Summer Break Parenting Dilemma #1:
Should they be left to their own devices?
It’s a no brainer...right?
by Samantha Woods - June, 2019

Definition of leave someone to his or her own devices:

to allow (someone) to do what he or she wants or is able to do without being controlled or helped by anyone else — often used as to be left to one's own devices.

Merriam Webster

We all need a break from work to rest, rejuvenate and hit the reset button. Likely, I am not saying anything here that you don’t already know. The research is very clear that taking a break to partake in deep rest is a vital component of maintaining our physical and mental health. It’s a no-brainer, right?

Along the same lines, many have strong opinions that our students need an extended break from school...time away from teachers, demanding schedules, homework, tests, the daily navigation of their complex social milieu…again, a no brainer, right?

The research is also very clear about the importance of allowing boredom to foster skills such as creativity, mind wandering, relaxation, self-reflection, emotional development, resourcefulness, and relationship building... just to name a few. Seems like a no-brainer to allow time for boredom over the summer, would you agree?

So, with all of this in mind,  the decision to create boundaries and regulate a teen’s cell phone usage, especially over the summer months, also seems like a no-brainer, don’t you think? Based on the plentiful research currently being shared about the impacts of continual smartphone use on developing brains, it seems to me this should be the case. Reputable research studies conclude that consistent unbounded smartphone use is not a recommended activity for your teen/tween for weeks on end.  However, for some reason, we parents seem to struggle to manage this one and without a doubt, it has definitely become a prickly topic of discussion within homes, classrooms and psychologists’ offices.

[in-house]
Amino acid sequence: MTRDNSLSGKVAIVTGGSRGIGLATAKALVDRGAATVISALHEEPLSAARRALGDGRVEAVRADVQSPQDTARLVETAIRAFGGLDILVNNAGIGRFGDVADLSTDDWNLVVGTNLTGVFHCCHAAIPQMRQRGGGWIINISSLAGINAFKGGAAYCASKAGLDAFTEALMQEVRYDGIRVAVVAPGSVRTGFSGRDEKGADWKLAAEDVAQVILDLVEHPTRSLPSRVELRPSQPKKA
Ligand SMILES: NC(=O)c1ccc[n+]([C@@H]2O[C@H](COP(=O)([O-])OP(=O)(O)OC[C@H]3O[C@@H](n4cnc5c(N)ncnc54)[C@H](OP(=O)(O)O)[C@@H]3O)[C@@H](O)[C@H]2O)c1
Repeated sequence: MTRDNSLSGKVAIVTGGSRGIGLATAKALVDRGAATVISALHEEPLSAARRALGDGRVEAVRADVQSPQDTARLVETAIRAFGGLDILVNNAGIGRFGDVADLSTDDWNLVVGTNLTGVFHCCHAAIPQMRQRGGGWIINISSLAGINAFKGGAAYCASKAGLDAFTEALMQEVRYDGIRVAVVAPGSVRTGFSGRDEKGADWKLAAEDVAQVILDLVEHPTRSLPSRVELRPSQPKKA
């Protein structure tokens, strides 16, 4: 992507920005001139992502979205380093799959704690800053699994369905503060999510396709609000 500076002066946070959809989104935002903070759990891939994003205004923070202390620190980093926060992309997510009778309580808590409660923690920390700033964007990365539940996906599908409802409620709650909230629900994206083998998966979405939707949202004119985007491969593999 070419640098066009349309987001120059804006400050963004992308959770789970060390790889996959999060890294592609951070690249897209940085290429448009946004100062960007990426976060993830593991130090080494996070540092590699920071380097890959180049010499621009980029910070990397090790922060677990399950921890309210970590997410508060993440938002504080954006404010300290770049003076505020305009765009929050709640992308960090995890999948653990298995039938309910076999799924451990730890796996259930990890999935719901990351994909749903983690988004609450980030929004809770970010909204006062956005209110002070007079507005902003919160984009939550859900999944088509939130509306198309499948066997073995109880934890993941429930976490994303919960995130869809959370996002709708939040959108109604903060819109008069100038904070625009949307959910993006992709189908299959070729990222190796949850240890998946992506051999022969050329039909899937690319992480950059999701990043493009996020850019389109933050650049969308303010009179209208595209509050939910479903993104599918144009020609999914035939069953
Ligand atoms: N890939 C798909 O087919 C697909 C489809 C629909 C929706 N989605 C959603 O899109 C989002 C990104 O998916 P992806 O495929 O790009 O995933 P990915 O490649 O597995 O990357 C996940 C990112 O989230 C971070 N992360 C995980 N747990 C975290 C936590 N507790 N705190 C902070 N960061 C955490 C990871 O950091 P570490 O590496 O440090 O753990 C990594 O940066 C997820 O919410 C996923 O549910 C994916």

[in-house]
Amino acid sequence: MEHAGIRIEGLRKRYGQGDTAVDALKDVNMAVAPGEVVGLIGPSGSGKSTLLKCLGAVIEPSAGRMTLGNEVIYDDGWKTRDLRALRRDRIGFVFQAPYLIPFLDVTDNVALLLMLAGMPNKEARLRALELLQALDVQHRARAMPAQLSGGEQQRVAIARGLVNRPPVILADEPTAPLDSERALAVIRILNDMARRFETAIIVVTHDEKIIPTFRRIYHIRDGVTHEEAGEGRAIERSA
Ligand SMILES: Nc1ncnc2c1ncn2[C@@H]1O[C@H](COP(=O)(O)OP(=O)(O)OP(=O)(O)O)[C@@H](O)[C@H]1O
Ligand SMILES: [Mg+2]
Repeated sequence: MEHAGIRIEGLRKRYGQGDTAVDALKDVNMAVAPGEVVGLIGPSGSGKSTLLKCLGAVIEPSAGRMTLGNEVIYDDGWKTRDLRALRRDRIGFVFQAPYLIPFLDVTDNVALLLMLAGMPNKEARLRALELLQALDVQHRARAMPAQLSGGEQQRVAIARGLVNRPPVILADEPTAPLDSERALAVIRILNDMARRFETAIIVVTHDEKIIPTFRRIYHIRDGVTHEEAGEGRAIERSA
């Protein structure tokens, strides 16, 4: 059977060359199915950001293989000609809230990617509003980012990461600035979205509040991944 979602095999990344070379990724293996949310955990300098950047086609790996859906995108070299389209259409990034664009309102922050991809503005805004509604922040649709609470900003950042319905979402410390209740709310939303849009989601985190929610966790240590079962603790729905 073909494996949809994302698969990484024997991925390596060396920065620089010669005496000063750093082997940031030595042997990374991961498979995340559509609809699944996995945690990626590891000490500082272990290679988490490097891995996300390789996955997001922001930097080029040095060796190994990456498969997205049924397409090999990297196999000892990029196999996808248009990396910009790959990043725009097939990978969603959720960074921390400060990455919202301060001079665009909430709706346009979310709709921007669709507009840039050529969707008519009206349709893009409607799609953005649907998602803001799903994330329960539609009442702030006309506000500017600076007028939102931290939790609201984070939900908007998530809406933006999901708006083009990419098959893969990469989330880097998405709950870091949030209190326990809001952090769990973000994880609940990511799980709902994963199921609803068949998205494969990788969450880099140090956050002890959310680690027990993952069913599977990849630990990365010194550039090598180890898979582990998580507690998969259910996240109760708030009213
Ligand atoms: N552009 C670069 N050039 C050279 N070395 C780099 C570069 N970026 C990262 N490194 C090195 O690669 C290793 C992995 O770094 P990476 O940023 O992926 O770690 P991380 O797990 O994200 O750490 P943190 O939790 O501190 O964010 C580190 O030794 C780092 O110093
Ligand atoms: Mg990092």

Before I get too deep into this, please excuse my harshness on this topic. It is one that gets my heart beating, my palms sweaty and the veins in my neck beginning to throb when I hear well-intentioned adults say, “Well, they are going to do it anyway so why fight it…” or “There’s nothing we can do about it” or “Our parents said the same about rock and roll” or “My child will be mad at me if I set limits on her cellphone use.”


I get it. I have teenagers. I work with teenagers. I work with parents of teenagers. I work with teachers who teach teenagers. On a daily and sometimes hourly basis, I am surrounded by the societal generalization and ongoing complaints by adults who vehemently state, “Kids are addicted to technology. Cell phone use is out of control. My child won’t put her phone down. They sleep with their phone. They are up at 2 am on their phone. They have their phones out constantly in my classroom. We need to abolish all phone use to control them...” I could go on.


However, I challenge this generalization: Are our kids truly addicted OR are they simply unbounded by the adults in their life? What are we doing in our homes and schools to TEACH kids how to manage their impulses and distraction? What boundaries are WE creating and consistently sticking to?


Whenever I’m feeling particularly passionate, opinionated and yes, some of my family and closest friends would say ‘touchy and somewhat irrational’ about a topic, I try my best to dig into the research to get a handle on whether I have grounds for feeling so fervent. In this case, I’m afraid the research added fuel to my fire.


If you’re a glutton for details, my dear friend and teacher colleague Charles Martin compiled and organized a whole load of research on this topic. I am thankful to Charles for sharing this with me and that he is allowing me to share it with you!